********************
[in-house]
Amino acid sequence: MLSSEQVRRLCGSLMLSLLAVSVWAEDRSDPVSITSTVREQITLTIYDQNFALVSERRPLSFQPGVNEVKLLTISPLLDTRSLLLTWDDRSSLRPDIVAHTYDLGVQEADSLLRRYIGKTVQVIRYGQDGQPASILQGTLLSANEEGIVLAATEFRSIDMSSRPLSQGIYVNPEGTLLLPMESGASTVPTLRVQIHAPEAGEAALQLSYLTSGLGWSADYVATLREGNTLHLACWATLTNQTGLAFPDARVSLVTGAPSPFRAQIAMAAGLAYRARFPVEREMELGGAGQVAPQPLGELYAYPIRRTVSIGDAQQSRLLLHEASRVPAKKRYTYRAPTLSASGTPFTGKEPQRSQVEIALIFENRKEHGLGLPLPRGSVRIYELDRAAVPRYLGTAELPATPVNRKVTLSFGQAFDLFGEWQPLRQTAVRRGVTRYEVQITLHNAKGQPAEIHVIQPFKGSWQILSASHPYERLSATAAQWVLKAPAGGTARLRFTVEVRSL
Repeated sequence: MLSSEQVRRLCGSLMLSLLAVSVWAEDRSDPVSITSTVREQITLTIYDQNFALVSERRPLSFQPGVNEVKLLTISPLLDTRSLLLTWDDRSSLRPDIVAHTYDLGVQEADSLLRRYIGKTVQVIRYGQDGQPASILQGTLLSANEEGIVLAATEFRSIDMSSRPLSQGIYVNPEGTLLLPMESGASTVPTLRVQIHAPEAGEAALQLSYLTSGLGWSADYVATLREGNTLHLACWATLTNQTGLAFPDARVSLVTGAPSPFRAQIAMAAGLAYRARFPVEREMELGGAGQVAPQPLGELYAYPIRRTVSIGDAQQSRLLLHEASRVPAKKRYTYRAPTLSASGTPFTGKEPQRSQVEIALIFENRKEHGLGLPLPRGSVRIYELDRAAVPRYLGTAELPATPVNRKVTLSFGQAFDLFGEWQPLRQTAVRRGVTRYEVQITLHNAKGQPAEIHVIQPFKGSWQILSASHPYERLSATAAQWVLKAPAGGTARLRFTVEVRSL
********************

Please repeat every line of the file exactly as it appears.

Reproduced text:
[in-house]
Amino acid sequence: MLSSEQVRRLCGSLMLSLLAVSVWAEDRSDPVSITSTVREQITLTIYDQNFALVSERRPLSFQPGVNEVKLLTISPLLDTRSLLLTWDDRSSLRPDIVAHTYDLGVQEADSLLRRYIGKTVQVIRYGQDGQPASILQGTLLSANEEGIVLAATEFRSIDMSSRPLSQGIYVNPEGTLLLPMESGASTVPTLRVQIHAPEAGEAALQLSYLTSGLGWSADYVATLREGNTLHLACWATLTNQTGLAFPDARVSLVTGAPSPFRAQIAMAAGLAYRARFPVEREMELGGAGQVAPQPLGELYAYPIRRTVSIGDAQQSRLLLHEASRVPAKKRYTYRAPTLSASGTPFTGKEPQRSQVEIALIFENRKEHGLGLPLPRGSVRIYELDRAAVPRYLGTAELPATPVNRKVTLSFGQAFDLFGEWQPLRQTAVRRGVTRYEVQITLHNAKGQPAEIHVIQPFKGSWQILSASHPYERLSATAAQWVLKAPAGGTARLRFTVEVRSL
Repeated sequence: MLSSEQVRRLCGSLMLSLLAVSVWAEDRSDPVSITSTVREQITLTIYDQNFALVSERRPLSFQPGVNEVKLLTISPLLDTRSLLLTWDDRSSLRPDIVAHTYDLGVQEADSLLRRYIGKTVQVIRYGQDGQPASILQGTLLSANEEGIVLAATEFRSIDMSSRPLSQGIYVNPEGTLLLPMESGASTVPTLRVQIHAPEAGEAALQLSYLTSGLGWSADYVATLREGNTLHLACWATLTNQTGLAFPDARVSLVTGAPSPFRAQIAMAAGLAYRARFPVEREMELGGAGQVAPQPLGELYAYPIRRTVSIGDAQQSRLLLHEASRVPAKKRYTYRAPTLSASGTPFTGKEPQRSQVEIALIFENRKEHGLGLPLPRGSVRIYELDRAAVPRYLGTAELPATPVNRKVTLSFGQAFDLFGEWQPLRQTAVRRGVTRYEVQITLHNAKGQPAEIHVIQPFKGSWQILSASHPYERLSATAAQWVLKAPAGGTARLRFTVEVRSL